Richmond Journal of Philosophy 1 (5):32-37 (2003)

Authors
Kathy Behrendt
Wilfrid Laurier University
Abstract
Philosophy sometimes has the reputation of dealing with matters outside the realm of ‘everyday life’, and trading in ideas that float free from anything beyond the armchair in which we sit contemplating them. In this paper, I discuss a standard armchair-branch of philosophy – personal identity theory – and the real-life effects it either has had or has apparently failed to have upon two philosophers: David Hume and Derek Parfit. Both arrive at similar and quite radical beliefs about personal identity. And both have documented the difficulty of sustaining these beliefs in their day-to-day lives. For those considering embarking upon philosophical study – whether formally or not – this last point may seem discouraging, reinforcing a picture of a discipline that even on the admission of its own practitioners has little impact on everyday life or concerns. I will explore these two philosophers’ views on personal identity in some detail, and outline the conflicts which they claim to exist between their philosophical and non-philosophical thinking. I will go on to propose that these conflicts do not in fact reinforce an opposition between everyday life and philosophy.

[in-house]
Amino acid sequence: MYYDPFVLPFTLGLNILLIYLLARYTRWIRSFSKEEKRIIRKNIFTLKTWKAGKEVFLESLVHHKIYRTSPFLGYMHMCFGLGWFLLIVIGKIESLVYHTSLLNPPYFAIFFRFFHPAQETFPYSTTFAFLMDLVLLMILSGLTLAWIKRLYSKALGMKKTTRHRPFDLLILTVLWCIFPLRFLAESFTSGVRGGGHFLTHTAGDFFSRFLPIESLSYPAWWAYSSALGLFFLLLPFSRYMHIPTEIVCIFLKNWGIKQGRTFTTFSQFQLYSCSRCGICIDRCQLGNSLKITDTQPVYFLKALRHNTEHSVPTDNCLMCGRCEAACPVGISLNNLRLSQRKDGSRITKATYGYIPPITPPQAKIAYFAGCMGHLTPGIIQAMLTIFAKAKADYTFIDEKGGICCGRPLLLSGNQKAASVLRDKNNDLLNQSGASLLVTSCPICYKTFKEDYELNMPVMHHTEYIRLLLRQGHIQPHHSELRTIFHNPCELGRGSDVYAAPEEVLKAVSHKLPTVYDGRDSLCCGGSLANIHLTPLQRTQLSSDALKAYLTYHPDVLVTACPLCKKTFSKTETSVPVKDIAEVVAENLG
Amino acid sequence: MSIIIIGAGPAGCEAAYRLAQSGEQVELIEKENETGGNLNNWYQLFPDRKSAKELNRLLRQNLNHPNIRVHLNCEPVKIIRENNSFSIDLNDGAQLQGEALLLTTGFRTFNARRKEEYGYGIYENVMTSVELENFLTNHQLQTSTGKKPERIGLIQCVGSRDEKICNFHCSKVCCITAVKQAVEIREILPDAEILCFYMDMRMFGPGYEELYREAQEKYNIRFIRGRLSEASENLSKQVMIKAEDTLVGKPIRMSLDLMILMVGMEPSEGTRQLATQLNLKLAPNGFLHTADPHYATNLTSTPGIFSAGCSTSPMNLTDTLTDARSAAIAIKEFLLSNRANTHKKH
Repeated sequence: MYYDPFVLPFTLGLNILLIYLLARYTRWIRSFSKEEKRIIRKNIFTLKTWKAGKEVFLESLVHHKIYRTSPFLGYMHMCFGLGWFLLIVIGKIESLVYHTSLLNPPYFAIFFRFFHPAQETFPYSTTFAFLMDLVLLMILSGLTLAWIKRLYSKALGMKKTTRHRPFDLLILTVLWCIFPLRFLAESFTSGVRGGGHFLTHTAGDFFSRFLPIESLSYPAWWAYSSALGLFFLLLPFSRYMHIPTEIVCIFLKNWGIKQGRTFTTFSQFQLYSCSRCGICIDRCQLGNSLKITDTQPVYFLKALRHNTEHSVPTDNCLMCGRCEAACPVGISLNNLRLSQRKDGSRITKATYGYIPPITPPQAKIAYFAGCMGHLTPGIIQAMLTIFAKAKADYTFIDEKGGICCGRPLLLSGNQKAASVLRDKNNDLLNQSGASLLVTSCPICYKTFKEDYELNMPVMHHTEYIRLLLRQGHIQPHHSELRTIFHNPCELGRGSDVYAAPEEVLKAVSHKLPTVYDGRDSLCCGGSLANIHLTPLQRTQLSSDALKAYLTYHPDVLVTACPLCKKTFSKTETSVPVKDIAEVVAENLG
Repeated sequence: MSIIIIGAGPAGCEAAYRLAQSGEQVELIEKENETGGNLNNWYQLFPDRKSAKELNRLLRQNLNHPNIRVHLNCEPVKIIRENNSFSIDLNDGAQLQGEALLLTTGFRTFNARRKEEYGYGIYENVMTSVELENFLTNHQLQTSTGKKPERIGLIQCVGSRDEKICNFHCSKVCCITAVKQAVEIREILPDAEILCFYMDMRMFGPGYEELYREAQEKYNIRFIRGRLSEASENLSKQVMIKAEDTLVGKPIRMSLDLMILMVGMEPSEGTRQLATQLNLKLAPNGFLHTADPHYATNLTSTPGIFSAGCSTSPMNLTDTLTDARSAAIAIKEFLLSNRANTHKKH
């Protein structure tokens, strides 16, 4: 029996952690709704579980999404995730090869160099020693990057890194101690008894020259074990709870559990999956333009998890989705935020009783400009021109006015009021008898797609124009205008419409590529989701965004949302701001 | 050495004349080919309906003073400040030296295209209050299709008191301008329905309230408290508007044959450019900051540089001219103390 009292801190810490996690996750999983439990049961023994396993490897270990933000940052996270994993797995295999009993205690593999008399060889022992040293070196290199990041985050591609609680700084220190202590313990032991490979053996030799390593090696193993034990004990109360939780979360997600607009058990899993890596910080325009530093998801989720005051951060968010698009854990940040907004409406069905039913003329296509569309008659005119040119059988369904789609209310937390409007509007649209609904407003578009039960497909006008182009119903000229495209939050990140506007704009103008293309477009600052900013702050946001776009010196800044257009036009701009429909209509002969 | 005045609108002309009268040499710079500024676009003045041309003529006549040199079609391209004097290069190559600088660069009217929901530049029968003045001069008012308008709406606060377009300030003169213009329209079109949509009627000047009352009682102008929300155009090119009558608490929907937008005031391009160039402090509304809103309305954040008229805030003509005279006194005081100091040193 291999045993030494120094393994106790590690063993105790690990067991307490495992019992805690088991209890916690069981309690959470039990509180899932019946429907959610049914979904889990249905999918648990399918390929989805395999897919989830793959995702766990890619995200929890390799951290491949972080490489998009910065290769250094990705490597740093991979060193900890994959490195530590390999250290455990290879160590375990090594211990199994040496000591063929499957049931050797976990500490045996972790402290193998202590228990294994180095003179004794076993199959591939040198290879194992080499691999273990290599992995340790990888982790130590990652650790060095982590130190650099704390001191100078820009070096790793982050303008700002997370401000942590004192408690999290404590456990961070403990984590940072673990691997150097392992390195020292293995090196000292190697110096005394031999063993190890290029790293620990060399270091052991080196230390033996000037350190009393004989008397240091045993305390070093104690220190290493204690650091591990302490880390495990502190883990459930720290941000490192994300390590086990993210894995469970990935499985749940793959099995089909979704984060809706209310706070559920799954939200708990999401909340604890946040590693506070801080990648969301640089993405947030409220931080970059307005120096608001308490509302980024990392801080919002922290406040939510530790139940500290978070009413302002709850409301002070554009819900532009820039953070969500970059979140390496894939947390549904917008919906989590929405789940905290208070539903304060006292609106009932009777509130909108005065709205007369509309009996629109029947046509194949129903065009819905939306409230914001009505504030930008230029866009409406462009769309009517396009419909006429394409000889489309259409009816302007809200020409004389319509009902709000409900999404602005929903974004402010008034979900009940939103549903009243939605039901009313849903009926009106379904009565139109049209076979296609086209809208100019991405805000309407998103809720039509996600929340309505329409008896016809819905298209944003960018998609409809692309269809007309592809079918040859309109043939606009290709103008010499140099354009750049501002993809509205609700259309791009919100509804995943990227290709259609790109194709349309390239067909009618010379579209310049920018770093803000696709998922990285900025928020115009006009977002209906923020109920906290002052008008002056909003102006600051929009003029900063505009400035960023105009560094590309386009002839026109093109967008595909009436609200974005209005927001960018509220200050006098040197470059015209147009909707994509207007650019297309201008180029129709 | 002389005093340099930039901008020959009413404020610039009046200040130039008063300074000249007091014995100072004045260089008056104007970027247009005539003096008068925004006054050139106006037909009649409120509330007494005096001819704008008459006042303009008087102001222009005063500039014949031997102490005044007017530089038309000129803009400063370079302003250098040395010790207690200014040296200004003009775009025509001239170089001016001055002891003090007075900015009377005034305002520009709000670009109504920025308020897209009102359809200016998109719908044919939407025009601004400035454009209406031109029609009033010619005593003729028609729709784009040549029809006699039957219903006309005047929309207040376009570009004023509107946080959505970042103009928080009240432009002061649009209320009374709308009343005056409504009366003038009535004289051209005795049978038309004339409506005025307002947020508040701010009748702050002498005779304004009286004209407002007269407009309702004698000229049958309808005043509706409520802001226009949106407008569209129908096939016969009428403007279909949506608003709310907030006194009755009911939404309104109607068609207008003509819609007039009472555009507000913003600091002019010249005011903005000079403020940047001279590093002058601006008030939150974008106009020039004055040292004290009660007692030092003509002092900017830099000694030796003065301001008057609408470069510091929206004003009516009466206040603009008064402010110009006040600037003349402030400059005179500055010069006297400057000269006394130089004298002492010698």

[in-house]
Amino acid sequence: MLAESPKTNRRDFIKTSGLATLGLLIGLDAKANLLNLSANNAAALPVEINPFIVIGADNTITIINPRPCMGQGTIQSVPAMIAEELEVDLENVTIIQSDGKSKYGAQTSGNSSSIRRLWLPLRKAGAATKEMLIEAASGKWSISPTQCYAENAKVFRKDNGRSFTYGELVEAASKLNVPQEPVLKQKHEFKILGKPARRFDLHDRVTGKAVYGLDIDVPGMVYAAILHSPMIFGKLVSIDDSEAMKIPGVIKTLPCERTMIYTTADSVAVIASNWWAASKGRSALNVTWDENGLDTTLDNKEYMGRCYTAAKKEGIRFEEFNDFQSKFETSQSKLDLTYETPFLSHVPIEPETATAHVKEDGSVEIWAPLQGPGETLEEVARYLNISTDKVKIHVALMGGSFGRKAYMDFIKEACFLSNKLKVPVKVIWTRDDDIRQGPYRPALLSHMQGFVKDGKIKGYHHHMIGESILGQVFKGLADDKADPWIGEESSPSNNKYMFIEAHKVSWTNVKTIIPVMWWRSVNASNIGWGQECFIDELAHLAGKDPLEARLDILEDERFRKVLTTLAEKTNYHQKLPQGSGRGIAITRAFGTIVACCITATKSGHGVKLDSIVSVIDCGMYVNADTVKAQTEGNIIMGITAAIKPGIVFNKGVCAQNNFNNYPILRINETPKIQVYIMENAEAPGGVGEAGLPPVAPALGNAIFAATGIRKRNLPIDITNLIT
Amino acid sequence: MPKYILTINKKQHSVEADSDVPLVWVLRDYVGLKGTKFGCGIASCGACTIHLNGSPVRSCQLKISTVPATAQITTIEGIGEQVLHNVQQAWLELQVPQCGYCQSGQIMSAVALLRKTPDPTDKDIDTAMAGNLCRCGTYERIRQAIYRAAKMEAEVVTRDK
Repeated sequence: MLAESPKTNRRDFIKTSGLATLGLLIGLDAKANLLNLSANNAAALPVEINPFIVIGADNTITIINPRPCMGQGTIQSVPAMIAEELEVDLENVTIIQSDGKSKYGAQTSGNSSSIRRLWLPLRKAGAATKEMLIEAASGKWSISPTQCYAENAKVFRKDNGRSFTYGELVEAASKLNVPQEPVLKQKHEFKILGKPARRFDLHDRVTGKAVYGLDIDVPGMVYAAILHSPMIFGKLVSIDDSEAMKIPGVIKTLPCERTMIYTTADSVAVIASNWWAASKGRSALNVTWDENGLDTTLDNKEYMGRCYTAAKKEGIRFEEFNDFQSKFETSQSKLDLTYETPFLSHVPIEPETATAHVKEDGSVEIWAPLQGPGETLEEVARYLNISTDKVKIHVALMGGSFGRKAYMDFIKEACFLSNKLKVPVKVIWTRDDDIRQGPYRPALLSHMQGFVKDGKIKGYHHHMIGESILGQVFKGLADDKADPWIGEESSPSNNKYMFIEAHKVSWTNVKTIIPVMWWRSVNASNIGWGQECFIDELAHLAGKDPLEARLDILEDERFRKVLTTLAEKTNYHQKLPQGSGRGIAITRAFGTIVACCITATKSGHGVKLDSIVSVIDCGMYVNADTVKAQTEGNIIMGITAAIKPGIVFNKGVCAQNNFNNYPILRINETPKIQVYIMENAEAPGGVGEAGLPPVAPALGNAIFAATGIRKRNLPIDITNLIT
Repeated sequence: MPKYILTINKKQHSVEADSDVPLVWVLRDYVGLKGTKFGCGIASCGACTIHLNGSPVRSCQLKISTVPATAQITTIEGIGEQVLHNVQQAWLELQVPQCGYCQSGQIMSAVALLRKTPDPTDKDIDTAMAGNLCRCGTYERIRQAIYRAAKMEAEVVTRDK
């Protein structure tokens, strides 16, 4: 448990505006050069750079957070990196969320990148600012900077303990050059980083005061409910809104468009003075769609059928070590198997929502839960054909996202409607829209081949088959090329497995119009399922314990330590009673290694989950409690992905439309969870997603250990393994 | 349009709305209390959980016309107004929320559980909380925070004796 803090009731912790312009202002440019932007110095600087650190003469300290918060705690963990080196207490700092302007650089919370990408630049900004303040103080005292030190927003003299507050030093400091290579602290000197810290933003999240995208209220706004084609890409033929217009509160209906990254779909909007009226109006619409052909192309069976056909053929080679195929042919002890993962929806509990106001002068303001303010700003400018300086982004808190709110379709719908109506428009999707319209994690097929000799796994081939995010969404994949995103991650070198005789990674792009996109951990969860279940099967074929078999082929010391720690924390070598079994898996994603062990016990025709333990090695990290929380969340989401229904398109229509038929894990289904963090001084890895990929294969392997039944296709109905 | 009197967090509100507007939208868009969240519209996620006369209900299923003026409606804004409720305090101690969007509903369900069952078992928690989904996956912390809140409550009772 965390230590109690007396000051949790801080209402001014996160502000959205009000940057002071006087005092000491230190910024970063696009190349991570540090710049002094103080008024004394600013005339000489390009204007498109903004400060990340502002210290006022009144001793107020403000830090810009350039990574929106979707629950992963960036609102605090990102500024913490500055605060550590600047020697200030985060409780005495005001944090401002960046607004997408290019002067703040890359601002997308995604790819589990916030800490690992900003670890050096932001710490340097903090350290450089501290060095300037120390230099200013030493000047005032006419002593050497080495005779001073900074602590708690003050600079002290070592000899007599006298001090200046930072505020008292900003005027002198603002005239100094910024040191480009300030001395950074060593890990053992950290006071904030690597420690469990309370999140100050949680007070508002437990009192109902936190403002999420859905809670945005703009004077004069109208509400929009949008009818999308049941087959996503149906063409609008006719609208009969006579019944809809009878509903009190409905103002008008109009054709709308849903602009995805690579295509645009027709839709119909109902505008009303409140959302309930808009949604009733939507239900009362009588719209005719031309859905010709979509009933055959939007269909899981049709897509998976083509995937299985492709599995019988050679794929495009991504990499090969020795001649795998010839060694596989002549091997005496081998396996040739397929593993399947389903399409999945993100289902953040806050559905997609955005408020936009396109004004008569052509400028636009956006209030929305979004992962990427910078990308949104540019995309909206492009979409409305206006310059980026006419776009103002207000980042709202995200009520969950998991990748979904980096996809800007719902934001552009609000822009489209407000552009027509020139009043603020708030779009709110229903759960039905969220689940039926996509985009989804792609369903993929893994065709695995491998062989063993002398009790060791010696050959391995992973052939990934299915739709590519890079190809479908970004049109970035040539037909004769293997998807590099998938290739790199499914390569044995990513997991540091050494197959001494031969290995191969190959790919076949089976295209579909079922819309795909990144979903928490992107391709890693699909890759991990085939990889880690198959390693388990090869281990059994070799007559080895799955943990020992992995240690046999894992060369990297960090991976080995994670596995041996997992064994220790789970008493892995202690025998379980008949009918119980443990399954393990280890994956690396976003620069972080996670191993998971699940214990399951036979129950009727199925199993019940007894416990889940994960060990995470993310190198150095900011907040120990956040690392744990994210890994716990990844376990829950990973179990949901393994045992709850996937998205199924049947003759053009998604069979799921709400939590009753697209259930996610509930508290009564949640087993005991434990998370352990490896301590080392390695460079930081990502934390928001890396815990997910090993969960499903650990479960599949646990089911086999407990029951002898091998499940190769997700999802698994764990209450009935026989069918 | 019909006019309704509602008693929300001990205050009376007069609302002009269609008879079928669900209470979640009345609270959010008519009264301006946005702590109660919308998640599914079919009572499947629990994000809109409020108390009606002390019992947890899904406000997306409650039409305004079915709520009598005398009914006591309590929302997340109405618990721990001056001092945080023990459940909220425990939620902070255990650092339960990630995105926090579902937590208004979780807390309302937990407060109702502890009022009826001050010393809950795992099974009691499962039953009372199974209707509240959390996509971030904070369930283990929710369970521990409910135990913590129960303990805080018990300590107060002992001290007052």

Keywords introduction to personal identity  Derek Parfit  David Hume  psychological theories of personal identity  practical impact of philosophical theories
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